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Loss often intensifies during holidays

Maui nonprofit offers bereavement support and insight

Brad Apo (header) and Kaena Poouahi turned in the fastest double mugging time at the Makawao Rodeo on July 2, 2016, with a 30.81. A well-known Upcountry cowboy, Apo, 38, died Sept. 2 after being pulled unresponsive from waters off Hana the day before. Family members must now cope with the first holiday season without their loved one. -- The Maui News / MATTHEW THAYER photo

WAILUKU — Makawao resident Kelsey Apo Nae’ole said she used to look forward to the holidays.

This year is much different.

Thursday was her first Thanksgiving without her older brother, Brad Apo, 38, who died in a tragic ocean accident off Hana on Sept. 2. The loss of the well-known Upcountry cowboy, who had a slew of rodeo accolades, sent ripples through the Maui community.

His death continues to impact those who knew him best, especially during important family times.

“To be honest, this whole week has been tough for me,” Nae’ole wrote in a Thanksgiving post online. “Not looking forward to the holidays like I once did, knowing he won’t be there, enjoying it with his wife and two girls.”

Both repeat champs, Brad Apo and daughter Lehiwa Apo pose with their All-Around Cowboy and All-Around Cowgirl saddles at the end of the 62nd Makawao Rodeo on July 2, 2017. Apo’s death has left a family grieving during the holidays, a difficult time for many who have lost loved ones. -- The Maui News / MATTHEW THAYER photo

Grief has no end date, and there’s no right or wrong way to grieve, according to Joyce Lechuga, a registered nurse and Hospice Maui bereavement coordinator. The holidays can present an especially difficult time after losing loved ones to death.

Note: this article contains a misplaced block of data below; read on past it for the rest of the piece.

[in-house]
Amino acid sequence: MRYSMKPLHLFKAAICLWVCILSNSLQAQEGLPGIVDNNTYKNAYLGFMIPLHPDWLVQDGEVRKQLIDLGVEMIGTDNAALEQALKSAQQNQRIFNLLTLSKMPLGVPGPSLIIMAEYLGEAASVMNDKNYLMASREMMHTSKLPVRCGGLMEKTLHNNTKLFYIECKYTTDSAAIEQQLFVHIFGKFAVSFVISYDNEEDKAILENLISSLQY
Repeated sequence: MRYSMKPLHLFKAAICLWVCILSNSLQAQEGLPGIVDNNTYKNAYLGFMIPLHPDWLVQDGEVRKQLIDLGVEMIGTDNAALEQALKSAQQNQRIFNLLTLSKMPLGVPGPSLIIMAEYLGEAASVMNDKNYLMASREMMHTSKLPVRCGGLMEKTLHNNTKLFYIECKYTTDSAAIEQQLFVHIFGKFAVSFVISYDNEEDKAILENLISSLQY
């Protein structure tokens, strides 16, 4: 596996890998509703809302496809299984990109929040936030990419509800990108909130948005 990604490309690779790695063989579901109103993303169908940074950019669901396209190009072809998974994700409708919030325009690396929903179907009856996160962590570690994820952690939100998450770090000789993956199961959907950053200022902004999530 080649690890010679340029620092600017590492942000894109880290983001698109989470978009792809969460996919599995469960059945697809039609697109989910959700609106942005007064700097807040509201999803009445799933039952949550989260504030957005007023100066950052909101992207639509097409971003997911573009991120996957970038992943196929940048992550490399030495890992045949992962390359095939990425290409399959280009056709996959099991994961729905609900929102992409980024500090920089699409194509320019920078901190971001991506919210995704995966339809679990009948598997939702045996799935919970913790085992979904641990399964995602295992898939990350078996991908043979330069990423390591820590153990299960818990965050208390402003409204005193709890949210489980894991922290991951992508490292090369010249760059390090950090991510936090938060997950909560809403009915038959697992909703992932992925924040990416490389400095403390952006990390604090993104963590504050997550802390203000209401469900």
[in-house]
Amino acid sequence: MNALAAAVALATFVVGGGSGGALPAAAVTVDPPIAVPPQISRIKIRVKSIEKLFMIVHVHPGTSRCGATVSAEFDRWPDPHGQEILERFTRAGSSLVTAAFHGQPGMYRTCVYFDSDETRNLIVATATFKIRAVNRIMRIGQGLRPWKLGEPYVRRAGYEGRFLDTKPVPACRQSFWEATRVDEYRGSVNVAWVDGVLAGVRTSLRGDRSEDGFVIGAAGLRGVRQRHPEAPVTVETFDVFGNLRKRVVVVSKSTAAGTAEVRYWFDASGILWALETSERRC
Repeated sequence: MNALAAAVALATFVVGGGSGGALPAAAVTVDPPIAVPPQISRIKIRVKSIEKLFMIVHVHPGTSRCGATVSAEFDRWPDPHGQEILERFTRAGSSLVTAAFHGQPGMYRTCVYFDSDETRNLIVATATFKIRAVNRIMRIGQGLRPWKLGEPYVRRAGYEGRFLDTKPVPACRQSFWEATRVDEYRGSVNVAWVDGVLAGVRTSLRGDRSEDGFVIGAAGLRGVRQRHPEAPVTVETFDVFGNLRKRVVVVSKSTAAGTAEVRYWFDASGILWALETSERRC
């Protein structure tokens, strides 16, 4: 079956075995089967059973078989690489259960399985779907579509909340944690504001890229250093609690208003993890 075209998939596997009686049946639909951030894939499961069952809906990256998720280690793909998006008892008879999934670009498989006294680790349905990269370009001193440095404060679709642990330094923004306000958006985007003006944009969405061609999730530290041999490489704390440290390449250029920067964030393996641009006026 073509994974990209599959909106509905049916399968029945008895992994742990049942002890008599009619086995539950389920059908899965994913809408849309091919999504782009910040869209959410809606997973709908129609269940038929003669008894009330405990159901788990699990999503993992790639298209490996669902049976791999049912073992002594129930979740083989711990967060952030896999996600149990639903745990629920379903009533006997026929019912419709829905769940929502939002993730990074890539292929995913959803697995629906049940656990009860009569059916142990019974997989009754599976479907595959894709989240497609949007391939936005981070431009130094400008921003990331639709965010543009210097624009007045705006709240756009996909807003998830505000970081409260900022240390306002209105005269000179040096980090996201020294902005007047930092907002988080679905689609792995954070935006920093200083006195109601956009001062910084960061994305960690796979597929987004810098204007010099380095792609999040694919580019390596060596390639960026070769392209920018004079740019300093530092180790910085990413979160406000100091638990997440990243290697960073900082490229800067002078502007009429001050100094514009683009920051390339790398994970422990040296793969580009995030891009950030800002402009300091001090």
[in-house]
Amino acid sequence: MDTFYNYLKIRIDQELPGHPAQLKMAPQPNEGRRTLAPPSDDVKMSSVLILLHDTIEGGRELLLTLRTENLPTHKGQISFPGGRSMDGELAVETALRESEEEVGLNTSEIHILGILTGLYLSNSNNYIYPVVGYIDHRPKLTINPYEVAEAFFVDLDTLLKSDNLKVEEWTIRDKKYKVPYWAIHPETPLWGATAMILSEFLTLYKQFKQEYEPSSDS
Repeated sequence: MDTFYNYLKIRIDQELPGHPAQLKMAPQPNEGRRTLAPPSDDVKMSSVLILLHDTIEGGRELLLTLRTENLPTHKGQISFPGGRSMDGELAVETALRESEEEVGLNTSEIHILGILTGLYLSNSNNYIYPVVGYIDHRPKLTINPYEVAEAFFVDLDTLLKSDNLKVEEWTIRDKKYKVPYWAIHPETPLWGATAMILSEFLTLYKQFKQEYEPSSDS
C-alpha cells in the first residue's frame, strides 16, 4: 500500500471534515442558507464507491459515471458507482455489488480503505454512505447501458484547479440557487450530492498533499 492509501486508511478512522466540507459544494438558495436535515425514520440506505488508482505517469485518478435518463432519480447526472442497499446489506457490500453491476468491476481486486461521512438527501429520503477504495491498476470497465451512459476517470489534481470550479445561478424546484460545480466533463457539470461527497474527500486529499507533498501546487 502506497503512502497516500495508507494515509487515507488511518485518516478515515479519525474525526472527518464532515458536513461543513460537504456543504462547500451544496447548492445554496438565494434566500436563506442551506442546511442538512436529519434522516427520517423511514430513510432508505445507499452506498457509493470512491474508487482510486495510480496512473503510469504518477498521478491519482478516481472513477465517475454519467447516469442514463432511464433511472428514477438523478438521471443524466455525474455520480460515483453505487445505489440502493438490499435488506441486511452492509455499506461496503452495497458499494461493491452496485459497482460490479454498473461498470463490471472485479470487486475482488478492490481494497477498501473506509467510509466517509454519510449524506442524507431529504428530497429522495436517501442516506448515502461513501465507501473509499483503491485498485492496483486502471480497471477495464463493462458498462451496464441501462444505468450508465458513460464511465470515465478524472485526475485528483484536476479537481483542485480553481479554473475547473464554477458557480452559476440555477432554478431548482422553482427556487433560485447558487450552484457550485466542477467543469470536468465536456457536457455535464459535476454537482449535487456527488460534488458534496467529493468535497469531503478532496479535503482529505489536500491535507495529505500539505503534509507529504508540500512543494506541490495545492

“For one, we have a lot of memories,” Lechuga said Friday. “We relive our times and our moments with our loved ones, and that brings up pain and grief to the point where some people want to avoid the holidays completely.”

Instead of bottling up emotions, Lechuga and other grief counselors advise people to embrace the difficult feelings. She recommended memorializing loved ones, finding supportive people and creating spaces to mourn.

“People grieve the way they grieve, and it takes as long as it takes,” Lechuga said.

Sometimes, grieving people will may judge themselves based on how other people mourn.

“People say, ‘Oh, she went back to work in one or three days,’ or ‘He didn’t cry much.’ They judge what they’re doing against what someone else is doing,” she said. “We recommend people don’t do that because your story is your story and it’s personal.”

Adding to challenges of losing a loved one, Lechuga said today’s society encourages people to suppress sadness and grief.

“Culture says when the going gets tough, the tough gets going,” she said, but that sweeping of difficult emotions under the rug keeps them unhealed. The emotions end up interfering with “our level of living and of joy.”

“When we have a big crisis, somebody dies, our mate leaves us, or we lose our jobs, that’s often when our heart is most open — not because we want it to be, but because the event busted it open. We are in grief,” she said. “If we don’t deal with the death of a loved one and grieve them, grief stays down there and when another grief happens, you still have the previous death to mourn. You are now mourning a past grief as well.”

For Lechuga, creating rituals and memorializing loved ones helps her cope. Her mother, who loved Christmas, went into the hospital on Christmas Eve a little more than a decade ago and died shortly thereafter. Annually, Lechuga sets up her Christmas tree to memorialize her mom.

“I have little ornaments for her that I put up,” she said. “I have to tell you, it gives me a lot of pleasure to tell you how dynamic she was to have the energy to decorate the house the way she did.”

Lechuga, along with other staff at Hospice Maui, offers a free weekly grief support group for people who have lost loved ones to death called “H.E.A.L: Helping Ease a Loss” at its Wailuku location at the top of Mahalani Street.

“Often, people would feel that they can’t talk about this with anyone so they remain private,” she said. “For most people, getting support and having a support group is very helpful. You get to hear other people’s stories and what they went through and realize you’re not alone.”